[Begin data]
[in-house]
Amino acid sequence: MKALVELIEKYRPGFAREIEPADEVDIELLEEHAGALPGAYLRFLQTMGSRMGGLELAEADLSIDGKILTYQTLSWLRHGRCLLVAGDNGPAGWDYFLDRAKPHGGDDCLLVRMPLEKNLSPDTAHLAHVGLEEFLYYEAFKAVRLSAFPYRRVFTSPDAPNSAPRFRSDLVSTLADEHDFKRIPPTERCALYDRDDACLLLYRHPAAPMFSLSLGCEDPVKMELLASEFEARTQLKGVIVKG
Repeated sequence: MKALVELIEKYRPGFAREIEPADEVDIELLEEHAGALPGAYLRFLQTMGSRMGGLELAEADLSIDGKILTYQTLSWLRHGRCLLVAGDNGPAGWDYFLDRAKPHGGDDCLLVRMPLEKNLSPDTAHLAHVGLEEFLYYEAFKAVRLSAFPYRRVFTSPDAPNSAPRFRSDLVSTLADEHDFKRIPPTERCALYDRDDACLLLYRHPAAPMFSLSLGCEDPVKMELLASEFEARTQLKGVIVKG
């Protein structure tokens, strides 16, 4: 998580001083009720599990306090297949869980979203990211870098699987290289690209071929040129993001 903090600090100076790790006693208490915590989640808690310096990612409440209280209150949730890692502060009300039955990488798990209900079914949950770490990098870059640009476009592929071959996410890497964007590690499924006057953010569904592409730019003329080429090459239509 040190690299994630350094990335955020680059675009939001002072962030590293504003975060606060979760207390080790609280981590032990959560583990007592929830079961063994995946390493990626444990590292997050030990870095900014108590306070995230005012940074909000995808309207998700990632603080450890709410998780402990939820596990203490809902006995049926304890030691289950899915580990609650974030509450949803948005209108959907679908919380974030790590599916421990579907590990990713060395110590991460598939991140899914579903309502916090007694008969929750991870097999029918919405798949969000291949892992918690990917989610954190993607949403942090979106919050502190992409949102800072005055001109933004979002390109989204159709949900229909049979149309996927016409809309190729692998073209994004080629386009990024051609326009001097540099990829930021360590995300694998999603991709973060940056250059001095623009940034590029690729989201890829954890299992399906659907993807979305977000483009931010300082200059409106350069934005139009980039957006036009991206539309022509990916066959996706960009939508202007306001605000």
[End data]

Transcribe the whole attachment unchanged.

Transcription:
[in-house]
Amino acid sequence: MKALVELIEKYRPGFAREIEPADEVDIELLEEHAGALPGAYLRFLQTMGSRMGGLELAEADLSIDGKILTYQTLSWLRHGRCLLVAGDNGPAGWDYFLDRAKPHGGDDCLLVRMPLEKNLSPDTAHLAHVGLEEFLYYEAFKAVRLSAFPYRRVFTSPDAPNSAPRFRSDLVSTLADEHDFKRIPPTERCALYDRDDACLLLYRHPAAPMFSLSLGCEDPVKMELLASEFEARTQLKGVIVKG
Repeated sequence: MKALVELIEKYRPGFAREIEPADEVDIELLEEHAGALPGAYLRFLQTMGSRMGGLELAEADLSIDGKILTYQTLSWLRHGRCLLVAGDNGPAGWDYFLDRAKPHGGDDCLLVRMPLEKNLSPDTAHLAHVGLEEFLYYEAFKAVRLSAFPYRRVFTSPDAPNSAPRFRSDLVSTLADEHDFKRIPPTERCALYDRDDACLLLYRHPAAPMFSLSLGCEDPVKMELLASEFEARTQLKGVIVKG
């Protein structure tokens, strides 16, 4: 998580001083009720599990306090297949869980979203990211870098699987290289690209071929040129993001 903090600090100076790790006693208490915590989640808690310096990612409440209280209150949730890692502060009300039955990488798990209900079914949950770490990098870059640009476009592929071959996410890497964007590690499924006057953010569904592409730019003329080429090459239509 040190690299994630350094990335955020680059675009939001002072962030590293504003975060606060979760207390080790609280981590032990959560583990007592929830079961063994995946390493990626444990590292997050030990870095900014108590306070995230005012940074909000995808309207998700990632603080450890709410998780402990939820596990203490809902006995049926304890030691289950899915580990609650974030509450949803948005209108959907679908919380974030790590599916421990579907590990990713060395110590991460598939991140899914579903309502916090007694008969929750991870097999029918919405798949969000291949892992918690990917989610954190993607949403942090979106919050502190992409949102800072005055001109933004979002390109989204159709949900229909049979149309996927016409809309190729692998073209994004080629386009990024051609326009001097540099990829930021360590995300694998999603991709973060940056250059001095623009940034590029690729989201890829954890299992399906659907993807979305977000483009931010300082200059409106350069934005139009980039957006036009991206539309022509990916066959996706960009939508202007306001605000």